Russian Failures No Cause for CelebrationColumn by Anders Hove
As an American who grew up in fear of Soviet military power, I was inclined to chuckle at the recent Russian setbacks in Chechnya. Of course the carnage is awful. And the suffering Russian soldiers have undergone for the sake of territory they will never hold is unjustifiable politically. In spite of the tragedy, however, shouldn't Americans take solace from the sad state of affairs in the Russian military? The answer is no, and for several reasons.
The most obvious reason to lament the Russian failure in Chechnya relates to the success of Russian democracy. It is in our interests, and in most Russians' interest, to bolster democracy. The Chechen fighting exacerbates political divisions at the same time that it tears at the legitimacy of existing national institutions. The result simply cannot be good for Russia's as-yet ill-formed democratic organizations.
Another problem with a weak Russian conventional force is that it gives Russians and their leaders a sense of greater insecurity. Just when the West is looking for a self-confident ally to bolster its policies in the Middle East and Balkans, Russia is learning that it is impotent to even handle its own internal security problems. The zealous nationalist ideas of Vladimir Zhirinovsky may seem outdated to most, but the idea that Russia should have a say in the so-called "near abroad" and border regions in the Middle East. Obviously they can have little influence, however, if their military is this bad. Some will undoubtedly recommend more aggressive policies and more military expansion to remedy the situation. Again, the result for American diplomacy simply can not be good.
The other problems displayed by the Russian defeats in Chechnya relate to declining discipline and order within the Russian command structure. Recent news reports have blamed many of the problems and military setbacks on lack of supply. Starving soldiers have deserted to find forage, while others have simply sold their guns. However, these are not sufficient explanations for the recent finding that "Russian troops are fit only for guarding supply dumps."
The Russian army is not the first to be ill-fed in the field. Not even the first to be ill-led. The American Army suffered worse privations during the American Revolution, but fought on because of the legitimacy of their cause and because the chain of command remained fundamentally intact throughout the war. Not so with the Russian military this last week. The command structure is rotten; there is a dearth of authority and direction from the top, in part because of the continued waffling of PresidentBoris Yeltsin. The extraordinary powers given to security chief Alexander I. Lebed are further proof that the Russian military is rent with dissent and discord.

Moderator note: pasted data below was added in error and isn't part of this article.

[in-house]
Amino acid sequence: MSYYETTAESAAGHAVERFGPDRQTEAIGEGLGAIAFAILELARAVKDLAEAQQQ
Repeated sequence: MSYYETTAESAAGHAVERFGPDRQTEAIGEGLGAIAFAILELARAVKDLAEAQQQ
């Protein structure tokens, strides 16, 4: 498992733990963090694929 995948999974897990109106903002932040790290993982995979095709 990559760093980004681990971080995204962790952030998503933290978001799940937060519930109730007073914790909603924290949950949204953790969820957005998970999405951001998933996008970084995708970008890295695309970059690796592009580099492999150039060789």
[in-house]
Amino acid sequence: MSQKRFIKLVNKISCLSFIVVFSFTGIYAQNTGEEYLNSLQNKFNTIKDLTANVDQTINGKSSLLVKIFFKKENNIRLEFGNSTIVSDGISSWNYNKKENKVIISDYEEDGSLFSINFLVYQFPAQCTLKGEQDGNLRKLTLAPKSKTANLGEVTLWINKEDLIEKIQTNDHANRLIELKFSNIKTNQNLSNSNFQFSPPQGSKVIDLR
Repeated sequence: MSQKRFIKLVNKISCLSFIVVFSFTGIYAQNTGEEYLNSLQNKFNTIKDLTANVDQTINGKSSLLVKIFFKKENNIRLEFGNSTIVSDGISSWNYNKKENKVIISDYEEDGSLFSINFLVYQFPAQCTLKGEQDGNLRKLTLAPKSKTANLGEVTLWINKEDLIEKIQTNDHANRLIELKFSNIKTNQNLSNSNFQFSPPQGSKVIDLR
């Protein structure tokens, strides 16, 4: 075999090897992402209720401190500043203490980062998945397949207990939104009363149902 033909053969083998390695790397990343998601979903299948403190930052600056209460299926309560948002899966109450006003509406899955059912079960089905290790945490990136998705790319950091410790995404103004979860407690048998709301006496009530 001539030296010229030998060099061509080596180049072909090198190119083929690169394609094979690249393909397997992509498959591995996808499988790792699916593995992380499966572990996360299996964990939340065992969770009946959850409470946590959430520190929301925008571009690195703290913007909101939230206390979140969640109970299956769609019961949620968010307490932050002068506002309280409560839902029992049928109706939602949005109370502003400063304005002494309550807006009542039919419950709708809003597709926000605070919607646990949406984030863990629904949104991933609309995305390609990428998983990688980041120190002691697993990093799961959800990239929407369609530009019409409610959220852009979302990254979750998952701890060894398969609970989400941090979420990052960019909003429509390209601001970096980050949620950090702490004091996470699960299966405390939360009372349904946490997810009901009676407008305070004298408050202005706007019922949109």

Even the stunning denunciation of Interior Minister Anatoly S. Kulikov by Lebed has historical precedents. It harkens back to the feud between General Charles Lee and George Washington about resolving the siege of Boston, or the dispute between Lords Cardigan and Lucan in the Crimean War. Again, however, in those cases the essential rudiments of discipline remained, while here the disputes have sapped what little strength was left in the Russian command.
Indeed, more accurate historical precedents might be found in French Algeria, the French Revolution, or in various third world countries where internal military disputes have led disgruntled commanders to overthrow fragile democratic institutions.
But it gets worse. In the short run, there is little solution to conventional weakness. What about the heavy artillery - the nuclear weapons Russia possesses in such large numbers? The Soviet Union used to have little rational reason for pursuing tactical nuclear strategies because of its overwhelming conventional superiority. Now, however, the technical might of others and the startling weakness of Russia's own once-proud conventional force makes tactical nuclear warfighting seem more plausible.
Russian leaders of today may eschew tactical weapons for the sake of preserving economic ties with the West, but we simply have no assurance that future Russian leaders won't see tactical nuclear weapons as an easy way to regain influence where internal strife might have otherwise diminished it.
Finally, as long as discipline and morale remain at this low state, there is every reason to believe that covert sales of nuclear materials and technologies will increase.
It's a hard life: You can't even indulge in a chuckle when your old enemies are down. The collapse of the Russian military is unfortunately not the occasion for gloating.